By Angelina Zervos and Omkar Ratnaparkhi
Opinions Editor, News Editor
Angelina: If you’re a super-duper paper fan, then you’ll remember that Omkar and I had an epic debate last spring regarding everyone’s favorite new social media platform: Tik Tok. If you didn’t get a chance to read it, no worries, here’s a really quick summary of our main talking points –
Angelina: Tik Tok is a creative video sharing platform to post short videos with music or voice overs.
Omkar: Tik Tok is beholden to the Chinese Communist Party.
Considering some pretty major developments between Tik Tok and the U.S. government (is Tik Tok getting banned? Is China using the app to spy on helpless American teenagers? Will Donald Trump finally create an official White House Tik Tok account @therealdonaldjtrump?) we figured it’d be fitting to revisit our previous article from a news-y stance.
What’s going on?
Omkar: The stage was set for Tiktok and WeChat downloads to be banned on Sunday September 20th, and WeChat would also cease internet traffic immediately. However, on Saturday afternoon President Trump approved a preliminary deal allowing TikTok downloads to continue on one condition. Tiktok has until November 12th to sell its US-based operations to Oracle and Walmart or it will face the same consequences as WeChat and all of its internet traffic will be completely shut down. The ban on WeChat has temporarily failed because a US Magistrate Judge struck the ban down on grounds of First Amendment violations. Despite the drastic measures being taken to shut down the data-mining capabilities of TikTok, some national security analysts believe that the measures don’t go far enough. The deal between ByteDance (the parent company of TikTok) and Oracle and Walmart still allows ByteDance to retain majority holding in TikTok, meaning that Beijing–not Washington– will have greater control over some of the app’s operations. On top of that, Oracle is not allowed to examine the source code of the app. Although the deal does successfully stop the data of Americans from entering Chinese servers, the control of the narratives pushed on the app and some aspects of the censorship seen on it (TikTok has been accused of censoring accounts depicting China’s internment of Uighur Muslims) may remain in control of the ByteDance and the Chinese government. Many members of America’s intelligence community are actually shaking their heads and saying that this is only a partial solution to the problem, and in reality this goes against what they were working towards.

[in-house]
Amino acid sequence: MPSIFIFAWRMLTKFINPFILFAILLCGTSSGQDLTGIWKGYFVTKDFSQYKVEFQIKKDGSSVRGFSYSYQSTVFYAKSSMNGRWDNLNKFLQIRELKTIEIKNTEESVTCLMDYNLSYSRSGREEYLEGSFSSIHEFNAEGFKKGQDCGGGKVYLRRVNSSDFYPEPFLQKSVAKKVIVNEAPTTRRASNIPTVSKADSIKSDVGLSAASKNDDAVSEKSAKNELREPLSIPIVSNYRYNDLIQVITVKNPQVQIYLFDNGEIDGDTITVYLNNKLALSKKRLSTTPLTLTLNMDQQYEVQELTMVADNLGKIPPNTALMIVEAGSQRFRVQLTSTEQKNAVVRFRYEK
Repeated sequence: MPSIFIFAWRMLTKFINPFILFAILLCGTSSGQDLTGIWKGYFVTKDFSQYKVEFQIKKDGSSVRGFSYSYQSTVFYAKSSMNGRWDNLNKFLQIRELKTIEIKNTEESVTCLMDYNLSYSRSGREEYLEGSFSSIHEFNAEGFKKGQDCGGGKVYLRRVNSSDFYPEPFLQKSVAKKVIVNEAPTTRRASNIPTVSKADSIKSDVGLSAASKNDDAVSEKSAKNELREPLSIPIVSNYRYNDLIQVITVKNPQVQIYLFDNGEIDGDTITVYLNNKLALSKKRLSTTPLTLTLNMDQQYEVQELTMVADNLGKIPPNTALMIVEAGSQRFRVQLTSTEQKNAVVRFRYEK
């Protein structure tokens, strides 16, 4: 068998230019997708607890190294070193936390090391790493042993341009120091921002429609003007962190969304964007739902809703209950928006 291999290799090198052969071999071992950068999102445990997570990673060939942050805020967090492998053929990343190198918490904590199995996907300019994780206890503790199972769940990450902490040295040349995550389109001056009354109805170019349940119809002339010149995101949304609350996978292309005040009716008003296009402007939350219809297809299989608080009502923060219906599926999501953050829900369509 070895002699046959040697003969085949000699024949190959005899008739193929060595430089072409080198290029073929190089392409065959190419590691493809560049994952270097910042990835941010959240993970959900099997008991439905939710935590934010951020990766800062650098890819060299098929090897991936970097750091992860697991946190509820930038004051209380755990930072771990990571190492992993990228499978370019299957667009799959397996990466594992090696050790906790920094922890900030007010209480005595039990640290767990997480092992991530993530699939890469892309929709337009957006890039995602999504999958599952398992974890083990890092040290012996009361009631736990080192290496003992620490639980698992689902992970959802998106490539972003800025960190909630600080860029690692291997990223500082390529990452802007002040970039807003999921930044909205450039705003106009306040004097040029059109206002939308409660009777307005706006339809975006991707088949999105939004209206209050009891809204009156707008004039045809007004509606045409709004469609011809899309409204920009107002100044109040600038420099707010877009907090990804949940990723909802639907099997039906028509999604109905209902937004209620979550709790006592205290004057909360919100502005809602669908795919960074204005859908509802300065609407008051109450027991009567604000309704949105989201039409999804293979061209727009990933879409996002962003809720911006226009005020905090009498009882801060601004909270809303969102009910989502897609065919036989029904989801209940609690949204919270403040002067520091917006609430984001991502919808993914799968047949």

President Trump’s Shenanigans:
Angelina: Dictatorship checkkk! Okay, logistically, foreign data mining could pose a threat to national security (right? I dunno, I always enter my email address as soon as I’m prompted no matter what the website is). Originally, TikTok was set to be BANNED FOREVER unless President Trump accepted TikTok’s new proposal to make changes to the way they store data (I was getting ready to re-download it quick so I could sell my ratty old iPhone for 3x the amount of money it’s worth! Flappy Bird 2.0!) But it turns out, with Oracle and Walmart (?!) stepping in to save TikTok, this doesn’t seem to be the case. But you should expect that some changes are headed towards the way TikTok operates; will this affect the interface of the app? We’ll just have to wait and see. Anyway, you should definitely use a more trusted, American social media site to store your data, like Facebook 🙂
Omkar: Many journalists following the various antics of the Trump Administration have described the Trump Presidency as thuggish. A month ago–when it seemed like Microsoft and not Oracle would buy TikTok’s American operations–President Trump insinuated that the United States government should get a cut (commission) of the deal. In reality, the President has no authority to legally mandate this and is simply acting like a mob boss who would demand a commission for the construction of a building that he has no stake in.